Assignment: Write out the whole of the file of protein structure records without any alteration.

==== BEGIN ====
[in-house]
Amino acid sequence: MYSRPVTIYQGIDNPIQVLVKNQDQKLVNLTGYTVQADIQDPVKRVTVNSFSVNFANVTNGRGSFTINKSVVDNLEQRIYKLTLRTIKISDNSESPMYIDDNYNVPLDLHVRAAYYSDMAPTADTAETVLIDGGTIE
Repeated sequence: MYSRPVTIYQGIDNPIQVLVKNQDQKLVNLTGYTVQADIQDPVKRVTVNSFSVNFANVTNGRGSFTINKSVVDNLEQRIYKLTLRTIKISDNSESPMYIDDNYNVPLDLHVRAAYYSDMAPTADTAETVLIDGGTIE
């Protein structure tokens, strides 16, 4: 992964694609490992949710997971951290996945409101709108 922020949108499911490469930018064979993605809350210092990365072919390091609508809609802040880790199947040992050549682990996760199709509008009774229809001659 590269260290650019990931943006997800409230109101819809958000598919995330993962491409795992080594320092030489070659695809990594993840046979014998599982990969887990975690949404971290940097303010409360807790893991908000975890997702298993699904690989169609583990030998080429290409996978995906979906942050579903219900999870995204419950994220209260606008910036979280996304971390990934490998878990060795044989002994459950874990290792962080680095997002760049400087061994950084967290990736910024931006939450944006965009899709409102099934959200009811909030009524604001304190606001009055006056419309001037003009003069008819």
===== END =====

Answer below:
[in-house]
Amino acid sequence: MYSRPVTIYQGIDNPIQVLVKNQDQKLVNLTGYTVQADIQDPVKRVTVNSFSVNFANVTNGRGSFTINKSVVDNLEQRIYKLTLRTIKISDNSESPMYIDDNYNVPLDLHVRAAYYSDMAPTADTAETVLIDGGTIE
Repeated sequence: MYSRPVTIYQGIDNPIQVLVKNQDQKLVNLTGYTVQADIQDPVKRVTVNSFSVNFANVTNGRGSFTINKSVVDNLEQRIYKLTLRTIKISDNSESPMYIDDNYNVPLDLHVRAAYYSDMAPTADTAETVLIDGGTIE
């Protein structure tokens, strides 16, 4: 992964694609490992949710997971951290996945409101709108 922020949108499911490469930018064979993605809350210092990365072919390091609508809609802040880790199947040992050549682990996760199709509008009774229809001659 590269260290650019990931943006997800409230109101819809958000598919995330993962491409795992080594320092030489070659695809990594993840046979014998599982990969887990975690949404971290940097303010409360807790893991908000975890997702298993699904690989169609583990030998080429290409996978995906979906942050579903219900999870995204419950994220209260606008910036979280996304971390990934490998878990060795044989002994459950874990290792962080680095997002760049400087061994950084967290990736910024931006939450944006965009899709409102099934959200009811909030009524604001304190606001009055006056419309001037003009003069008819």